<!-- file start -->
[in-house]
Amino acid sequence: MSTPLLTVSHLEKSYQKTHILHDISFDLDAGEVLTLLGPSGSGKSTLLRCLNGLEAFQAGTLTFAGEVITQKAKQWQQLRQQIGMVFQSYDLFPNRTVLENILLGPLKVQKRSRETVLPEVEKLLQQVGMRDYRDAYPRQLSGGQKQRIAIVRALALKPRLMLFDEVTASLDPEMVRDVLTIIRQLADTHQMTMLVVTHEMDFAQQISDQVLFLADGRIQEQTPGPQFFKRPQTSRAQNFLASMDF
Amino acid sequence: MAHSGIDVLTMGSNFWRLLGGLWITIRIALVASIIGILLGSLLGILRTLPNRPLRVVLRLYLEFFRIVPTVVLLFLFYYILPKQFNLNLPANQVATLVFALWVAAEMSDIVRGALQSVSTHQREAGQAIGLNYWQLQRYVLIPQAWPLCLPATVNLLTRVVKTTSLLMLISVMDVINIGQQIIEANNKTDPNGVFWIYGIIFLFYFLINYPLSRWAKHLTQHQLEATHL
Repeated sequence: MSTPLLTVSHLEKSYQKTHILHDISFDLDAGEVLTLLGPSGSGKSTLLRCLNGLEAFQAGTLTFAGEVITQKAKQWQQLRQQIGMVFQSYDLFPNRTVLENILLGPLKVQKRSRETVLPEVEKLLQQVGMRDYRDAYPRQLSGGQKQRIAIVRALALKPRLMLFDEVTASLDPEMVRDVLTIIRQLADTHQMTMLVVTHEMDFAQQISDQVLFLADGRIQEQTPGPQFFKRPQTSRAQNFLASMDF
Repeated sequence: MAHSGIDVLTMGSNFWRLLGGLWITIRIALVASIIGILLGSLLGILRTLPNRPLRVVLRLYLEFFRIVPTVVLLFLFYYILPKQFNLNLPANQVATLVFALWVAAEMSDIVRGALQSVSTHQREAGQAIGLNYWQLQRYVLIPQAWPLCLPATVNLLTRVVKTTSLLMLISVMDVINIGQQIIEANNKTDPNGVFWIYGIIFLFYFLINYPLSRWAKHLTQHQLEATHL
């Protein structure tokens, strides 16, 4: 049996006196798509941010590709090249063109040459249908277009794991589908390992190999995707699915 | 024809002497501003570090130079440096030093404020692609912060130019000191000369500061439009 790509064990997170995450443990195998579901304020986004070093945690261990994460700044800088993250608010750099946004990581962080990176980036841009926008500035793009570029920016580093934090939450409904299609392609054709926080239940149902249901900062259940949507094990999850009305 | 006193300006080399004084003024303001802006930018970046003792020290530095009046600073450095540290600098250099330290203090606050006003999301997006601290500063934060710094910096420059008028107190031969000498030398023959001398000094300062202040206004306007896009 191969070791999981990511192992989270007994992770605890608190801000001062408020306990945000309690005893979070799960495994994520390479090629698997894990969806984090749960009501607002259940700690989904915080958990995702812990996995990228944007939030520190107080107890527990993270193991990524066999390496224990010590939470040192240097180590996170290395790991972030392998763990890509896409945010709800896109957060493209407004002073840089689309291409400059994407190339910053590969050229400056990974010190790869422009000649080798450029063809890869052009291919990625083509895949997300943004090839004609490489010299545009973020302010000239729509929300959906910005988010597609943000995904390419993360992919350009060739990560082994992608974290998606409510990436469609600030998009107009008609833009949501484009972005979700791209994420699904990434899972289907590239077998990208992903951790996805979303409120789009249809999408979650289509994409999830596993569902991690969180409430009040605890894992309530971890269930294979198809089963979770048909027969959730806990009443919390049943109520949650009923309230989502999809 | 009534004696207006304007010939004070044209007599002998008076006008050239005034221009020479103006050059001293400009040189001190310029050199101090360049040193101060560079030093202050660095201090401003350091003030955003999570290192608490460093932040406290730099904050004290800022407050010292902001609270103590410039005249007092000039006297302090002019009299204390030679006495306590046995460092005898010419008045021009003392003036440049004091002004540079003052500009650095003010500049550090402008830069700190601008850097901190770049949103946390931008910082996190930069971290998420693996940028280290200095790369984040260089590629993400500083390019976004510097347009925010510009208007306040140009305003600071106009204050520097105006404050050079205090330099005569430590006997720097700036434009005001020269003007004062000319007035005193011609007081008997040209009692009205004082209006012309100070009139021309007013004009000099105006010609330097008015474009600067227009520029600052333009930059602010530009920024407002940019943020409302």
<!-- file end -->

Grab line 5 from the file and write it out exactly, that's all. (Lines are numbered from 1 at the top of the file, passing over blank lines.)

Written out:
Repeated sequence: MAHSGIDVLTMGSNFWRLLGGLWITIRIALVASIIGILLGSLLGILRTLPNRPLRVVLRLYLEFFRIVPTVVLLFLFYYILPKQFNLNLPANQVATLVFALWVAAEMSDIVRGALQSVSTHQREAGQAIGLNYWQLQRYVLIPQAWPLCLPATVNLLTRVVKTTSLLMLISVMDVINIGQQIIEANNKTDPNGVFWIYGIIFLFYFLINYPLSRWAKHLTQHQLEATHL